Last season, with just nine games left in their Premier League campaign, Wigan looked doomed to relegation. And then something amazing happened. Winning seven of their last nine matches, the Latics turned the formbook on its head.
A run that included wins over Liverpool, Arsenal, Manchester United and Newcastle meant Roberto Martinez had yet again worked miracles, maintaining his side’s place in the top flight for an eighth-successive season.
It is for reasons such as this that when you look at Wigan’s current lowly position you still assume they will get out of it. You assume another seemingly impossible run will be masterminded. And you already picture owner Dave Whelan’s euphoric grin on the final day.
But this time it could be different. Because this time the team – arguably the strongest Martinez has had in his time there – are only showing glimpses of what is needed to survive. And that is despite the fact that they are currently clear of the relegation zone, if only on goal-difference.
Where last season they were unified and steadfast, particularly in those final few games, this year they are yet to keep a clean sheet at home.
And while it is wrong to paint a mere tiff as anything more than that, Saturday’s altercation between Emerson Boyce and James McArthur would have been a worrying sight for Martinez, even if publicly he said otherwise.
The disagreement came about following one too many misplaced passes. But that in itself is a concern, as Martinez’s Wigan have always tried to play football the right way. It is an ethos that should have seen them finish higher in the past, but one that may see them relying on the failure of others to survive this season.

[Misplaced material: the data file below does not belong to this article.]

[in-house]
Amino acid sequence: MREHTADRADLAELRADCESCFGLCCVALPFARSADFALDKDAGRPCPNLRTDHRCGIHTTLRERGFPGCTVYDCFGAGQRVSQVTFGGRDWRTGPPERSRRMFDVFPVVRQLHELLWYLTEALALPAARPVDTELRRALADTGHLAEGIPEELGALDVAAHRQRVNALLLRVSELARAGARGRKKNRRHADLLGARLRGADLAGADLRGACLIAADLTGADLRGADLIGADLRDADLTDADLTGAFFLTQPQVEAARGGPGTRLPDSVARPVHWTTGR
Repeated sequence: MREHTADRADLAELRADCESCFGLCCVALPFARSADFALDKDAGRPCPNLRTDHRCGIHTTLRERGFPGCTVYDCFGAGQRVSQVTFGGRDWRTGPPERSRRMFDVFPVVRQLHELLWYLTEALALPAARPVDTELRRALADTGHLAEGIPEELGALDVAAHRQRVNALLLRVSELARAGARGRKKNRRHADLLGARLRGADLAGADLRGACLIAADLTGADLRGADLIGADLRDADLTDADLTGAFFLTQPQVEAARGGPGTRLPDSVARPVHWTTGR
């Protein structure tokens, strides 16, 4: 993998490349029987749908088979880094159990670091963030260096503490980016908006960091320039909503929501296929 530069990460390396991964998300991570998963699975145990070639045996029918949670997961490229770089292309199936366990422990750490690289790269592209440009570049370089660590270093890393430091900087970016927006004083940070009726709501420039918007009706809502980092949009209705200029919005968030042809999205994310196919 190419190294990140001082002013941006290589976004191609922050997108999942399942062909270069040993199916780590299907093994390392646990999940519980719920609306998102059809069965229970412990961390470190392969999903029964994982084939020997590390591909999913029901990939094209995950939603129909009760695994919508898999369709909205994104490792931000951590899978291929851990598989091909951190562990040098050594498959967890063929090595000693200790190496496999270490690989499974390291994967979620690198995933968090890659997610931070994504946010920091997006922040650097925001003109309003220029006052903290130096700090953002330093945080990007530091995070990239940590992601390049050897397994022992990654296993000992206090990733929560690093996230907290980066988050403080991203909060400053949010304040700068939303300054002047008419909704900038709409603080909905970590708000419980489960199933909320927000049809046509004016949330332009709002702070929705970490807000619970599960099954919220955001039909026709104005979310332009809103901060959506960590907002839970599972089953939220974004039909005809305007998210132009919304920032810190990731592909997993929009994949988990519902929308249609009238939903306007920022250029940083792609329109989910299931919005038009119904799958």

With such a small squad, Martinez has successfully utilised tactics and formations that have reaped rich rewards, most notably last year when Shaun Maloney excelled as a playmaker and Franco Di Santo began to understand what he could do.
Yet despite the introduction of Arouna Kone – their most consistent goal-threat since Nathan Ellington and Jason Roberts – they could fall short if plucky late comebacks and last-minute equalisers are not turned into wins.
Of their remaining 10 league games, seven are winnable. And the Wigan who ended last season would achieve that with ease.
But it is their next four that are crucial, as an away match at QPR is sandwiched between home games against Norwich, Newcastle and Swansea. It is a run they are more than capable of navigating, and if they are at least nine points better off afterwards, this article is all but redundant.
Then again, it could all come down to Wigan against Aston Villa on the final day; and what better time than that to keep their first home clean sheet of the season.